Living unhealthy in his thirties, Roy Pirrung got inspired by an obese woman who ran past his house every day. So Roy decided to make miles to lose weight, gave up smoking and became fitter.
In 2019 he had completed 152 marathons and 210 ultra marathons and is an inspiring role model to others who want to change their lifestyle.
He has run more than 100,000 miles in his life and reached the finish line of over 1,000 races.
Only three runners worldwide, Yiannis Kouros, Roy Pirrung, and Ray Krolewicz have exceeded 50 finishes of 100 miles or more.
In 2016, when Roy was 68 years old, he could still finish 100 miles in 24 hours, which he did twice that year.
He also completed a 50-miler in an outstanding time of 8:21, a World Best Performance 65-69.
Roy still holds various USATF Road 100-mile age-group records: 45-49 14:31, 55-59 15:49, and 60-64 15:29. He still competes at a high level.
Roy gives back in many ways, serving on running associations and councils, and in his local community.
In 2013 Roy ran the Flanders Field Marathon in Ypres, Belgium, in memory of James “Jimmy” Duffy.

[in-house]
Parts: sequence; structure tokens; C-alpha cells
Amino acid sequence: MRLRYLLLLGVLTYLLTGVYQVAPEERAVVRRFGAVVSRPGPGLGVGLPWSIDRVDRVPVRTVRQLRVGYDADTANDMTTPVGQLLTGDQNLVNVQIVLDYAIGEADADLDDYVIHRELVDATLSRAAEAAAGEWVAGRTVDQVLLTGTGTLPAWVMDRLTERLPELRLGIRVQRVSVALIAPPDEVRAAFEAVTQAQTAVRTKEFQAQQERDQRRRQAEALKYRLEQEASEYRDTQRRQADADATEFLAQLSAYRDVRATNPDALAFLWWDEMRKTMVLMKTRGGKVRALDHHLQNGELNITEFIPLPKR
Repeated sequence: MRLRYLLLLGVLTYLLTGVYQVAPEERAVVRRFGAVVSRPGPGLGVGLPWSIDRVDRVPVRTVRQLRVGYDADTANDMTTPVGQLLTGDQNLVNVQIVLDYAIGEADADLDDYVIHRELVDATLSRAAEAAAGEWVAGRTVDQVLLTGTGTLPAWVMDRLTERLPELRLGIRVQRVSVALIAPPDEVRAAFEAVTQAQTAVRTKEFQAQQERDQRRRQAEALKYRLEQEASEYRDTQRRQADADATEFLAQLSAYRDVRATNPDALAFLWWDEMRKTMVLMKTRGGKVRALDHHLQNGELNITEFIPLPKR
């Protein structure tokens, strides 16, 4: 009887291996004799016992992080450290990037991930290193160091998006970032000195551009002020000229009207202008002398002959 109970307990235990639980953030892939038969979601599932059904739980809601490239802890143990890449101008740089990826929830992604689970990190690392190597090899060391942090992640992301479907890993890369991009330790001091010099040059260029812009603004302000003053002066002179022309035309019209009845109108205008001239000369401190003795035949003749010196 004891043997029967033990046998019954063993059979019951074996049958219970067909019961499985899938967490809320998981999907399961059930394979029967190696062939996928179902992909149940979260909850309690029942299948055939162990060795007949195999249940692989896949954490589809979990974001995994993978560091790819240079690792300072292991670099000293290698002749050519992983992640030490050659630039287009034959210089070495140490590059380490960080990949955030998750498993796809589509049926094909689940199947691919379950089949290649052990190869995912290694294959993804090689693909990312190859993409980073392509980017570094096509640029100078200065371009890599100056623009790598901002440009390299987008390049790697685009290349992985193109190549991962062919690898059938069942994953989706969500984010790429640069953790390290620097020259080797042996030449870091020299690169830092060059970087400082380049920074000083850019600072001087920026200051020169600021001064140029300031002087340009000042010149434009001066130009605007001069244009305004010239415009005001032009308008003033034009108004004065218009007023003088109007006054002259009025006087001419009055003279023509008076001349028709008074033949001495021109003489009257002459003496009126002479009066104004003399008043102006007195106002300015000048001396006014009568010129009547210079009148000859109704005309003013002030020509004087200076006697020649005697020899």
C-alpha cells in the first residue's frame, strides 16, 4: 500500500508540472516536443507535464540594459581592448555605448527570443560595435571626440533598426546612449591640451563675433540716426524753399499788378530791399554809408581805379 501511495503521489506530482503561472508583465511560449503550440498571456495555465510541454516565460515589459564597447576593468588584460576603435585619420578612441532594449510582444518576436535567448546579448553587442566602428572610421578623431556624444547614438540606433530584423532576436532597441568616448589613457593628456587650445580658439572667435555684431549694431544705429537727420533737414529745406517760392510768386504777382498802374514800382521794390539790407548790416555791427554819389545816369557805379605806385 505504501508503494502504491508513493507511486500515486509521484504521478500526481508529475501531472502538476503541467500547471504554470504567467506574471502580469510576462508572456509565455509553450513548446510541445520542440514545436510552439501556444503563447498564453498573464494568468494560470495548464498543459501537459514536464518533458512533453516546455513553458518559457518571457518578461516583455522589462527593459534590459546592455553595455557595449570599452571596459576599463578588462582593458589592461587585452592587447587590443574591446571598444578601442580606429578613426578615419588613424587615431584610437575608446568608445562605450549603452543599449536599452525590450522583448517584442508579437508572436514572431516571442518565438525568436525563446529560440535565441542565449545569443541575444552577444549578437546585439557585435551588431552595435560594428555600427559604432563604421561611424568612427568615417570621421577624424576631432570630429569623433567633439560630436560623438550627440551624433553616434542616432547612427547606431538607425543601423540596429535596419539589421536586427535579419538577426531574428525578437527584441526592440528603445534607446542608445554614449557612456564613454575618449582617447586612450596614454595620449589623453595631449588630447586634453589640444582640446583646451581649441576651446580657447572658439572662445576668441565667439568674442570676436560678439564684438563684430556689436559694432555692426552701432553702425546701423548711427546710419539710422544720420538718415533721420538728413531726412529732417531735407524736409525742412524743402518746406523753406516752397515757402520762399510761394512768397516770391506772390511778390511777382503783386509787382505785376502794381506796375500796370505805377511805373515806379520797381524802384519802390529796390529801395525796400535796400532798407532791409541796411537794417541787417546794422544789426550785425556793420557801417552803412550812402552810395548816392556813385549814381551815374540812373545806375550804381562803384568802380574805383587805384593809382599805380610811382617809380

James was one of the world’s best marathon runners at the beginning of the 20th century, who participated in the 1912 Summer Olympics in Stockholm and he was also the winner of the 1914 Boston Marathon.
“I was invited and his name was inscribed on my bib #. I was given bib #65, my age, and finished in 65th place,” Roy remembers.
James was Irish, grew up in Scotland, and then moved to Canada. “When he won Boston it was over another Canadian in the closest finish to date—15 seconds,” Roy says.
“With his absence because of World War I, the runner Fabre went on to win in 1915, just four days before Duffy was hit in the head by shrapnel and who died a day later, on April 23, 1915.
I received an invite from the Race Director from the Flanders Field Marathon, who I knew personally through my involvement with the International Ultrarunning Association. The RD knew that I was a veteran and also that I served in a unit, while in Germany, that had fought at the Battle of the Bulge, in Belgium, during WWII.
Duffy was killed and buried in one of many cemeteries we ran through that marathon day. It was an honor to run in Duffy’s memory.”